The Last King of Scotland

Like katrina12 said in her post,

“Alphabetical Africa” communicates the power of  those who represent or create representation for a people-group or a place.”

I was thinking about this part of the second chapter N in Alphabetical Africa (p 117)

“Every inch the diplomat, he addresses his end…He knows Africans are easily moved by an emotional appeal…French Consul, after all, is a master at conveying his distress by lifting an eyebrow…”

In The Last King of Scotland, the most striking thing in this movie for me was Amin’s power over people through his speech. It did not matter that what he was saying was not true or just.  The way he said it convinced the listeners to think as he would like them to. For example, in the press conference scene, I couldn’t help but smile as Amin spoke. The way he used language, linking Europe’s disdain for him to the apartheid, the way he inserted humour at the right points in his speech, almost made me believe that  what he was saying (that Uganda was in perfect order, that the people “were driving big cars and eating beef”)  was true, despite what I had been shown in the movie. I couldn’t help but draw a parallel between that paragraph and Idi Amin’s press conference. In the book, that scene is even more peculiar: the French consul is able to communicate the same message to the people despite the loss of a common language (and dictionary as the book puts it). Idi Amin successfully secures public opinion for himself (albeit for a short time) through his power to communicate his views to the relevant people. Amin is a “successful” dictator because he indeed dictates to people: what they should feel about his country in relation to others (in the press conference), the decisions they should make (in making Garrigan stay).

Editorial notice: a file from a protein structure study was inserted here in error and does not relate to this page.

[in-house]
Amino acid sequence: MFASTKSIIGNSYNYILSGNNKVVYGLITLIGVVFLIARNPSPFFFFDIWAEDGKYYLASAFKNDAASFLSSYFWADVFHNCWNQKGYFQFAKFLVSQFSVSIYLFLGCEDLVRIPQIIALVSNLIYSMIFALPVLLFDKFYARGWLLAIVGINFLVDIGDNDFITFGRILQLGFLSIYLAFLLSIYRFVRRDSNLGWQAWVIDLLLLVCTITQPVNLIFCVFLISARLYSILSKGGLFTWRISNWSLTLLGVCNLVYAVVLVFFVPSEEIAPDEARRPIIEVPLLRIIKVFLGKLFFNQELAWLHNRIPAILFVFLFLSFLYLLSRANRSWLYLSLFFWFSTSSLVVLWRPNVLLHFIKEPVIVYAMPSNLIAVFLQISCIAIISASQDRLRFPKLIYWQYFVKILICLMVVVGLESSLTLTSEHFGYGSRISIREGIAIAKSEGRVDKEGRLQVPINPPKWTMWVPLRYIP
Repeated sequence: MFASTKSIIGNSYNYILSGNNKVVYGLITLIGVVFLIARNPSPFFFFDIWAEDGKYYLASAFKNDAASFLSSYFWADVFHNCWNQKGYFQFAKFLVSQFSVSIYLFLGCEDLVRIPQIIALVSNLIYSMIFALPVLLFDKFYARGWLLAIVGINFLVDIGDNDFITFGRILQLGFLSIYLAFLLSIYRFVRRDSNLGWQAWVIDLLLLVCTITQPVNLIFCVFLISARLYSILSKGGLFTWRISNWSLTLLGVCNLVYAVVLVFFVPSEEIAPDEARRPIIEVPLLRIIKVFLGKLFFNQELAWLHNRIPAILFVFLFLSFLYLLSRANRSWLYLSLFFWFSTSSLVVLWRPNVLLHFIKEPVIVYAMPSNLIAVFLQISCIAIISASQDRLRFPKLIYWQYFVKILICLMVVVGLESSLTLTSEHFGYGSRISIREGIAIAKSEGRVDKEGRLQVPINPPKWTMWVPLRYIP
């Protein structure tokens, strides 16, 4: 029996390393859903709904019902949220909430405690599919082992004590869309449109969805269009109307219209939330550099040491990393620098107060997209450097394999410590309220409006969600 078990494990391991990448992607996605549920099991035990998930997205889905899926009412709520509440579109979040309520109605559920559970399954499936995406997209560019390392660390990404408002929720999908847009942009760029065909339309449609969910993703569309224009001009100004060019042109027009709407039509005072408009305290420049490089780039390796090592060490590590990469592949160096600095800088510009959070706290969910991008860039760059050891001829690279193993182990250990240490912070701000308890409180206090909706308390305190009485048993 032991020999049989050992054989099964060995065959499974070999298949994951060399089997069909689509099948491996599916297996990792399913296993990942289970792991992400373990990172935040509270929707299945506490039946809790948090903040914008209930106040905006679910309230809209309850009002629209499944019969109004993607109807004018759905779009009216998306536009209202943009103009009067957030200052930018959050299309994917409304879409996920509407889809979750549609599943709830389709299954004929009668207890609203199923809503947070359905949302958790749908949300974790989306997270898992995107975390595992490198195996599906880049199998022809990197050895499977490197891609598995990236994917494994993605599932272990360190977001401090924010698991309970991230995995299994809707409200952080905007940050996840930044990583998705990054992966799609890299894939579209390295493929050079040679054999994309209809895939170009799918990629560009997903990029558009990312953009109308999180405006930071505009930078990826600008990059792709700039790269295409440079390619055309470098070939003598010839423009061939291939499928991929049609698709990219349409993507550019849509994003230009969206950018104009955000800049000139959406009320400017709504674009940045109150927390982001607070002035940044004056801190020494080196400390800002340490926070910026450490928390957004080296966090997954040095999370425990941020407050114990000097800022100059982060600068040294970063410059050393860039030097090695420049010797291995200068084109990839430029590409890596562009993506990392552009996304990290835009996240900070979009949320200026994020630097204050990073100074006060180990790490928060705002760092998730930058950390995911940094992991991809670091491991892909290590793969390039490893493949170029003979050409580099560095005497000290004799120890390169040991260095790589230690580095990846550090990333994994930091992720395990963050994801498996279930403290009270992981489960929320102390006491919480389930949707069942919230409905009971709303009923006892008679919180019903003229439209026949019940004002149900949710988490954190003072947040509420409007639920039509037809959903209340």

I find that communication and the power to communicate are very striking, because of the close link between communication and representation. The power to communicate effectively, and thus give a specific representation of oneself, ultimately gives one power, as Idi Amin proved (in the movie, and in real life).


Looking back…Abouna…Scolding…Mona Lisa…

I was re-reading Fanon yesterday and thought to add this thought to my previous post about Abouna:

When we look at something, it immediately becomes an object, both literally and grammatically. As subjects, we can pass judgment on or criticize the objects of our gaze, and not expect them to reply. We say “That table is black”, and we do not expect it to change its colour because we have already proclaimed it to be black. We say “That boy is stupid” and we do not expect him to walk up to us and tell us that he is not, because in looking at him and judging him, we now hold a certain power over him, the power somewhat similar to the type of power that a hypnotist has over his patient. Our gazing upon another object forces the object to act a certain way: that way usually being the way we have declared them to be or some other way that restricts what he can do as compared to what he would do if we were not looking.

However, what happens when the object looks back? As Angela noted in class, we felt a discomfort when Amine’s father looks directly back at us in Abouna’s opening scene. That discomfort comes from the fact that our object has now looked back, and in a sense, has now Continue reading